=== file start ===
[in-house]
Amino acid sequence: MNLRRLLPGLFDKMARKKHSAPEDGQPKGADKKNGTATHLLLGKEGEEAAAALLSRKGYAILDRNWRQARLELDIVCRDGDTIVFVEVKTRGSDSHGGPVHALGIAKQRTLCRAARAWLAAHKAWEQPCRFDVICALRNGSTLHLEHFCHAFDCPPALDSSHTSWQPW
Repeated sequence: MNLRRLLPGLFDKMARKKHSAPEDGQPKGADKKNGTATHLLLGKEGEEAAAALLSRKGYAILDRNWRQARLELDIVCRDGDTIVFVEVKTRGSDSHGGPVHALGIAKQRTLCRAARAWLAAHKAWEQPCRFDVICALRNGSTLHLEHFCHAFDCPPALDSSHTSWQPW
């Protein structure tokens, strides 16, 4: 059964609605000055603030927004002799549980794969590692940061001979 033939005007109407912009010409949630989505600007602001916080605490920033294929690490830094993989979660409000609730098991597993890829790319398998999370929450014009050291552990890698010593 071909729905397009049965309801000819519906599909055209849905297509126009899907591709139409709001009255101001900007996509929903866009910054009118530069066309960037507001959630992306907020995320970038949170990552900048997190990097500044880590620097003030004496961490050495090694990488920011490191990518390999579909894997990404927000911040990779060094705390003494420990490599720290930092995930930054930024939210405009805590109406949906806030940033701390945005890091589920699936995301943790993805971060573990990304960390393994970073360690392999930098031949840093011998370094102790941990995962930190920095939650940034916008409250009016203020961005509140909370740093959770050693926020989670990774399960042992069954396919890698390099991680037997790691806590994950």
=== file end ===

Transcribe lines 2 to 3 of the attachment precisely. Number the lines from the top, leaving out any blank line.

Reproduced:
Amino acid sequence: MNLRRLLPGLFDKMARKKHSAPEDGQPKGADKKNGTATHLLLGKEGEEAAAALLSRKGYAILDRNWRQARLELDIVCRDGDTIVFVEVKTRGSDSHGGPVHALGIAKQRTLCRAARAWLAAHKAWEQPCRFDVICALRNGSTLHLEHFCHAFDCPPALDSSHTSWQPW
Repeated sequence: MNLRRLLPGLFDKMARKKHSAPEDGQPKGADKKNGTATHLLLGKEGEEAAAALLSRKGYAILDRNWRQARLELDIVCRDGDTIVFVEVKTRGSDSHGGPVHALGIAKQRTLCRAARAWLAAHKAWEQPCRFDVICALRNGSTLHLEHFCHAFDCPPALDSSHTSWQPW